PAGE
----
By big city standards $300,000 may not seem much for an average house, but in Whanganui that's massive and the recent jump in house prices is deeply disconcerting.
According to recent REINZ figures, New Zealand house prices have hit a record annual high. And the biggest increases were in the regions with Whanganui/Manawatū seeing the second highest annual rise at 20.9 per cent.
Property valuer Robert Spooner says it's just that Whanganui is slow to react, and the price hike isn't out of step with anywhere else.
"If you actually have a look at the stats, what's caught people unaware is the recent rise and say even the last 12 months," Spooner said. "But if you look at it in context of what's happening at around the country, we've only moved as much as anyone else has over the last seven years."
"While the national market's moved 73 per cent, we've moved 75 per cent, so we're not out of step," he said. "It just appears that way to those looking at it from a specific point."
The Government valuation (GV) used by councils to determine rates can be confusing for buyers and sellers because it often differs from an independent valuation, which is far more comprehensive.
"The GV is basically a computer generated mass appraisal system. It's done every three years and what they do is look at overall movement on the market in particular suburbs, and then if they find a rise of say 20 per cent since the last review date, just use that measure to plus it up 20 per cent. So it gets less relevant with what's actually happening in the market."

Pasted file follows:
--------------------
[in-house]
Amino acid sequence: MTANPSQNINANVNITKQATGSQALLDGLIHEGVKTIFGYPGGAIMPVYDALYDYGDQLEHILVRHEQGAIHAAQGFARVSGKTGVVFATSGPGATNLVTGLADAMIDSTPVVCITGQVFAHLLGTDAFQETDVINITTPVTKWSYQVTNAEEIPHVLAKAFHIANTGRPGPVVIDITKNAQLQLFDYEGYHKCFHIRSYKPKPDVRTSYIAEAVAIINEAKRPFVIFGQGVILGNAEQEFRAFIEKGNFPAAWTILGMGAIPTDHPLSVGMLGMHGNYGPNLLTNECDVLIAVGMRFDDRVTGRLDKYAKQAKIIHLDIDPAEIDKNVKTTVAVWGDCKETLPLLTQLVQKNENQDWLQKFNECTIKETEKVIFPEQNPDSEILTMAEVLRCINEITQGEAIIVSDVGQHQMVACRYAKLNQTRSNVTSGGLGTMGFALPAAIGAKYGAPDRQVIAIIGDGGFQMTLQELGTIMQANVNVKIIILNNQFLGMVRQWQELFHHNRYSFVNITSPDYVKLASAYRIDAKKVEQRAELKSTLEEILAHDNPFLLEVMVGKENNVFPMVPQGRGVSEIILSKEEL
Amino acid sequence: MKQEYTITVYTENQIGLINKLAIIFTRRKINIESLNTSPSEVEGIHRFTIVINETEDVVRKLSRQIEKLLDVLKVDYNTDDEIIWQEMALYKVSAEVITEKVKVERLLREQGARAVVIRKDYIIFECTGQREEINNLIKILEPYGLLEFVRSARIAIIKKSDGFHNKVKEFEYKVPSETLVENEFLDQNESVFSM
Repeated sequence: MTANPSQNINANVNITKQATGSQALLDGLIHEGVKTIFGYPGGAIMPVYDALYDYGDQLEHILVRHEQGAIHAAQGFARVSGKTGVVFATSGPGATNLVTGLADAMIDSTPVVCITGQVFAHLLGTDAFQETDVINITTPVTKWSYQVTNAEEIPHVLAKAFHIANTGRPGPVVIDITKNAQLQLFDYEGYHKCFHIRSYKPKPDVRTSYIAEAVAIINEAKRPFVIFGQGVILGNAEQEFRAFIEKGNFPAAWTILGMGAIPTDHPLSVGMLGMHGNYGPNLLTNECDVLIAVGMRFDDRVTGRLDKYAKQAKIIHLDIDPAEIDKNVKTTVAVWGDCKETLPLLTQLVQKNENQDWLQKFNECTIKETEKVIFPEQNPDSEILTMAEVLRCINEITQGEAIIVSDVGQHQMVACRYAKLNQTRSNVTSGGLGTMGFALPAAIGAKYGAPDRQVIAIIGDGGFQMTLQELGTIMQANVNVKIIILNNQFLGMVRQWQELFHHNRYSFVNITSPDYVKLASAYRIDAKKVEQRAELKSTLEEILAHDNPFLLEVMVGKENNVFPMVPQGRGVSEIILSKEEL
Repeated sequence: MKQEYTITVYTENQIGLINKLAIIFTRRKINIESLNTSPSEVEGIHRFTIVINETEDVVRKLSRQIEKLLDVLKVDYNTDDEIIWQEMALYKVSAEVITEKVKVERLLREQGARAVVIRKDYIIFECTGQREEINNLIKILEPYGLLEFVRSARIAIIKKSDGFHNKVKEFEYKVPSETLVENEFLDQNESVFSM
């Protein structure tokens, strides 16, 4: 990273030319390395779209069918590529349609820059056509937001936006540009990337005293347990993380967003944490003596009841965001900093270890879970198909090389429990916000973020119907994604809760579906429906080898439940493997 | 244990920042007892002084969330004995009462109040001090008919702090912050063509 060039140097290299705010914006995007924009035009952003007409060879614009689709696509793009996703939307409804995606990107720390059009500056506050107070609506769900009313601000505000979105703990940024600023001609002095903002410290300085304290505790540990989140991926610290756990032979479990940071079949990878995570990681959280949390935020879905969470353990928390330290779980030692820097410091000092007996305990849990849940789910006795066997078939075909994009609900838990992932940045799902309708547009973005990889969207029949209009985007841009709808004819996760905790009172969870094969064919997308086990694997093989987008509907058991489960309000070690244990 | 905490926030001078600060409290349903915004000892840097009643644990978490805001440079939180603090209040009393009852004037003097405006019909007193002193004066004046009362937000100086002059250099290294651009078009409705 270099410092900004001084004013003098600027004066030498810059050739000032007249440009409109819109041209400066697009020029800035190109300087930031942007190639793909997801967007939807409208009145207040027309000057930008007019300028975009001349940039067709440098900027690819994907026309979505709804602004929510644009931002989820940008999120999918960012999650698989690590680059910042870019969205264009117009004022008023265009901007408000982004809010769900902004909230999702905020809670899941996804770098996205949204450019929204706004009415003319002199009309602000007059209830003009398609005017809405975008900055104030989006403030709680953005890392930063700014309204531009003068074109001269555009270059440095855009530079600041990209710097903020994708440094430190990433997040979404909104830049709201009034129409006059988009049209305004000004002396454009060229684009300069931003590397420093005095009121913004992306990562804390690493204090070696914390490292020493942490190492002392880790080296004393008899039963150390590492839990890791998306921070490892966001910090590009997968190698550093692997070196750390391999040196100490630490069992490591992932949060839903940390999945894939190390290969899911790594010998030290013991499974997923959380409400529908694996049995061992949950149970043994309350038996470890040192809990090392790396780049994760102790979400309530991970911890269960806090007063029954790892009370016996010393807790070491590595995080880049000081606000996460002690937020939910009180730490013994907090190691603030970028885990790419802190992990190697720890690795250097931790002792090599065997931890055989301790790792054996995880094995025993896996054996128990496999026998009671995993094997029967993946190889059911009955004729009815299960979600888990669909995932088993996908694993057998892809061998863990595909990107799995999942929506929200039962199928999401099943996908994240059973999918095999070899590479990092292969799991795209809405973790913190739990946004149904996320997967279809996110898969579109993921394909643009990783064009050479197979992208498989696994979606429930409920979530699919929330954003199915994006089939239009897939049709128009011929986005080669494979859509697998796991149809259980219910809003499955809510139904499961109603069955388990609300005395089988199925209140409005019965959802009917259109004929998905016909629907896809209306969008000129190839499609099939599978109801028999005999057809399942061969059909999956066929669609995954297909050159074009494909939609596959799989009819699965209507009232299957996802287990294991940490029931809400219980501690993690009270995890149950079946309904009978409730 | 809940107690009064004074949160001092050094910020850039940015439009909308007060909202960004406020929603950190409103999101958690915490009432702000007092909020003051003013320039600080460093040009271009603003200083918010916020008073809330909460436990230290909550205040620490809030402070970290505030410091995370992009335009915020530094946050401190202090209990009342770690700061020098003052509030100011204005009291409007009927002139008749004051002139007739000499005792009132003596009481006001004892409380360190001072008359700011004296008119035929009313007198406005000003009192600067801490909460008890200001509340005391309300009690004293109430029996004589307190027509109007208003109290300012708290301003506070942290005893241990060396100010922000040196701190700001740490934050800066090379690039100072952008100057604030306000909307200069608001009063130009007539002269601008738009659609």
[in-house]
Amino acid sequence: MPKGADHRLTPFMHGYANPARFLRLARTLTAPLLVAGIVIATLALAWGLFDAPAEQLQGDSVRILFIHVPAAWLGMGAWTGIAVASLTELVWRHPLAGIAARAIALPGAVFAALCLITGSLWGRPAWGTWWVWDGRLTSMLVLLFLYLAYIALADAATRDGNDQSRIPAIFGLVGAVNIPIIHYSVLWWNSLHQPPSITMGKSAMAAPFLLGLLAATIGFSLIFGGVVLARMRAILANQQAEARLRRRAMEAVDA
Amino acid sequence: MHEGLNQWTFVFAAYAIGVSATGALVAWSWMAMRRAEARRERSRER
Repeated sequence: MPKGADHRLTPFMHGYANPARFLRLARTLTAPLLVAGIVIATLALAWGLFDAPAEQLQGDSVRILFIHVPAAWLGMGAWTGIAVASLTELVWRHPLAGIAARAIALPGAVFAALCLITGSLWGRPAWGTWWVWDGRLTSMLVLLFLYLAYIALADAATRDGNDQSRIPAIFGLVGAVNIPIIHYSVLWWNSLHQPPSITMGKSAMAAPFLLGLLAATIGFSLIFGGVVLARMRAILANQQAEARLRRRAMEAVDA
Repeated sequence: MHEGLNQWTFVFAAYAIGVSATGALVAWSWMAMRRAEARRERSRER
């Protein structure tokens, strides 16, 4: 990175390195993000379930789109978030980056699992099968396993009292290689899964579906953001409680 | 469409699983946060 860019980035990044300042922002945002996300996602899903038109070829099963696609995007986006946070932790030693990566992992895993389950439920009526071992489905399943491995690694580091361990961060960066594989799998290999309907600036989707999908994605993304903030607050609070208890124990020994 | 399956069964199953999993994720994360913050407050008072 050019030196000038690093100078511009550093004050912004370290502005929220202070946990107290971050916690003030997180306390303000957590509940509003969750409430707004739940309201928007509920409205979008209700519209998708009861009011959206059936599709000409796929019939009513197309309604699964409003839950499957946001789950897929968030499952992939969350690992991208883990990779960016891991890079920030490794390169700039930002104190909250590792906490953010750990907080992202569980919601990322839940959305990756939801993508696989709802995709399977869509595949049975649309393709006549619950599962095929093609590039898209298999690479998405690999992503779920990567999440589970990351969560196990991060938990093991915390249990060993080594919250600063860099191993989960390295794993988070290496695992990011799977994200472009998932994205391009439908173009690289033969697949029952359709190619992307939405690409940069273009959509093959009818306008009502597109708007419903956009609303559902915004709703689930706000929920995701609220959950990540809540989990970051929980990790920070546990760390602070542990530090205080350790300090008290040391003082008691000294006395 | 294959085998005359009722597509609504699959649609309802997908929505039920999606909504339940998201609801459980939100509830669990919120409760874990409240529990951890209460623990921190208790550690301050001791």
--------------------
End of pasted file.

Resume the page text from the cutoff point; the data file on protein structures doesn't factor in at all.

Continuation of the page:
Real estate agent Rob Bennett says the techniques being used to sell houses have changed. A couple of years ago it was a buyers' market, but now it's definitely a sellers' market.
"There are a lot of buyer inquiry overs - basically the marketing companies are giving the purchasers a price range where they see it, and it's up to the purchasers to decide where they see it in that range, it's usually about a $50,000 range.
"When we had a lot of stock, we were generally just putting a price on the house and you may even have seen someone trying to come in at $20,000 less than the asking price - but that's not happening at all."
Despite buyers having the upper hand, there are some things which haven't changed when it comes to selling a house.
"The most sought after in today's market and pretty much all price points is a home that's done up - new carpet, new paint, LED downlights, new kitchen, new bathroom," Bennett said. "If you've got that or something that resembles that, buyers will be falling over themselves to buy it."
Bennett's theory on buyer's reluctance to purchase a "doer-upper" stems from lots of buyers coming from other cities further north, like Tauranga.
"They've just sold a house, probably made a fortune on it, but they've probably just gone through a whole renovation. And, my experience with people that have just done a renovation is they want to have a few years off before they start again!"